• 1965 New Museum of Fine Arts, Le Havre, France
  • 1966 Merlin Gallery, Athens
  • 1968 Cantini Museum, Marseilles, France
  • 1970 Chicago Arts Club, Chicago
  • 1970 Musée Réattu, Arles, France
  • 1971 Galerie Noella Gest, Saint-Remy-de-Provence, France
  • 1972 Ateneo, Madrid
  • 1973 Athens Art Gallery, Athens (and 1978)
  • 1974 Le Couvent Royal de Saint Maximin, Fondation Royaumont, Abbaye de Senanque, Abbaye de Montmajour, Arles, France
  • 1979 French Institute, Athens
  • 1980 Galeries Nationales du Grand Palais, Paris
  • 1983 Presence Contemporaine, Aix-en-Provence, France
  • 1984 Le Musee Departemental de la Tapisserie, Aubusson, France; French Institute, Athens; Grand Magister Palace, Rhodes, Greece; Museum of Contemporary Art, Thessaloniki, Greece; Medusa Art Gallery, Athens (and 2007)
  • 1986 Inauguration of the donation of Mario Prassinos to the French State, and then annual exhibitions, Saint-Remy-de-Provence, France
  • 1987 OMAC, La Malmaison, Cannes, France
  • 1988 Musee des Beaux-Arts d'Ixelles, Brussels; Musee Jean-Lurcat et de la tapisserie contemporaine, Angers, France
  • 1989 Galerie Inard, Paris
  • 1991 Pavillon des Arts, Paris
  • 1991 Titanium Gallery, Athens
  • 1995 Galerie Thessa Herold, Paris (and 1997)
  • 1996 Espace 13, Aix-en-Provence, France
  • 1998 Musee Toulouse-Lautrec, Albi, France
  • 1998 Musee de l'Hospice Saint-Roch, Issoudun, France
  • 1999 Musée Réattu, Arles, France
  • 2000 Galerie Etats d'Art, Paris (and 2005)
  • 2001 Kydonieos Foundation, Andros, Greece
  • 2005 Galerie Andre Dimanche, Marseilles, France
  • 2006 Galerie La Hune-Brenner, Paris
  • 2009 Chapelle des penitents noirs, Aubagne, France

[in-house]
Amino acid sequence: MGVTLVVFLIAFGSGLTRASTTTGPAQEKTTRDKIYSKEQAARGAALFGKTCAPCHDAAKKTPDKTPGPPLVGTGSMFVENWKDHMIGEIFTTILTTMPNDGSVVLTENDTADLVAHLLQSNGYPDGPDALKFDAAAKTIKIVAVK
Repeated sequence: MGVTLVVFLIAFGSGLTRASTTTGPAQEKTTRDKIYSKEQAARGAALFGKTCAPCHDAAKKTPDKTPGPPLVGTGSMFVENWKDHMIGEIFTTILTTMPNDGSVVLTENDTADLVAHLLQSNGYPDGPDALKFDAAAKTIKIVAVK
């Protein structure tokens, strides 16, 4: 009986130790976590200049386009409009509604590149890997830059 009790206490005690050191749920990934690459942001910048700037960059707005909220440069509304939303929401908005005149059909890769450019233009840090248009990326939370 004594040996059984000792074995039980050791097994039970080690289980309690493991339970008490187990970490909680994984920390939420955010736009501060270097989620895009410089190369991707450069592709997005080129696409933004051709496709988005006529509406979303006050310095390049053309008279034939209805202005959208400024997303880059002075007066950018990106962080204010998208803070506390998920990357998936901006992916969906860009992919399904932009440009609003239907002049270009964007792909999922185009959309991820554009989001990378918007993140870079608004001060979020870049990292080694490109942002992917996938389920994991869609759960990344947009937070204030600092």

• 2011 Medusa Art Gallery, Athens

Notes[edit]

  1. ^ "Modern European Paintings in New Zealand," Exh. cat. Auckland City Art Gallery, Auckland, New Zealand, 1960, 19.

References[edit]

  • Prassinos, Arbres et bouquets, préface de Myriam Prévot, Galerie de France, Paris, 1960.
  • Jean-Louis Ferrier, Prassinos, Le Musée de Poche, Paris, Éditions Georges Fall, 1962.
  • Mario Prassinos, peintures et dessins récents, textes de Mario Prassinos, Raymond Queneau, François Nourissier, René Char, Albert Camus, Marc Alyn, Jean-Louis Ferrier, Pierre Seghers, Jean Boissieu, Jean-Jacques Lévêque, Jean Lescure, Pierre Cabanne, Gisèle Prassinos et Pierre Emmanuel, Paris, Galerie Nationale du Grand Palais, 1980.
  • Prassinos, textes de Jean-Louis Ferrier, Gisèle Prassinos et Mario Prassinos, entretien avec Mario Prassinos, Aix-en-Provence, Présence contemporaine, 1983, 144 p. (ISBN 2-904013-04-0).
  • Mario Prassinos, Levallois-Perret, Les amis de Valentin Brû [Raymond Queneau], n° 28–29, 1984 [Raymond Queneau et Mario Prassinos].
  • Hélène Parmelin, Les Peintres de Jean Vilar : Calder, Chastel, Gischia, Jacno, Lagrange, Manessier, Pignon, Prassinos et Singier, Fondation Jean Vilar, Avignon, 1984.
  • La donation Mario Prassinos (catalogue raisonné), Catherine Prassinos et Thierry Rye, préface de Pierre Cabanne, Saint-Rémy de Provence, FMP Donation Mario Prassinos, 1990, 158 p. (ISBN 2-9504357-0-X).
  • Lydia Harambourg, Mario Prassinos, dans L'École de Paris 1945–1965, Dictionnaire des peintres, Neuchâtel, Ides et Calendes, 1993, (ISBN 2-8258-0048-1).
  • Correspondance d'Henri Parisot avec Mario et Gisèle Prassinos, 1933–1938, Prassinos Catherine, Rye Thierry (éd.), Joelle Losfeld, 2003, 212 p. (ISBN 2-84412-162-4).
  • Monographie Mario Prassinos, peinture et dessin, préface de François Nourissier, Catherine Prassinos (expert de l'Union Française des Experts, UFE) et Thierry Rye (éd.), Actes Sud, 2005, 342 p. (ISBN 2-7427-4366-9).

External links[edit]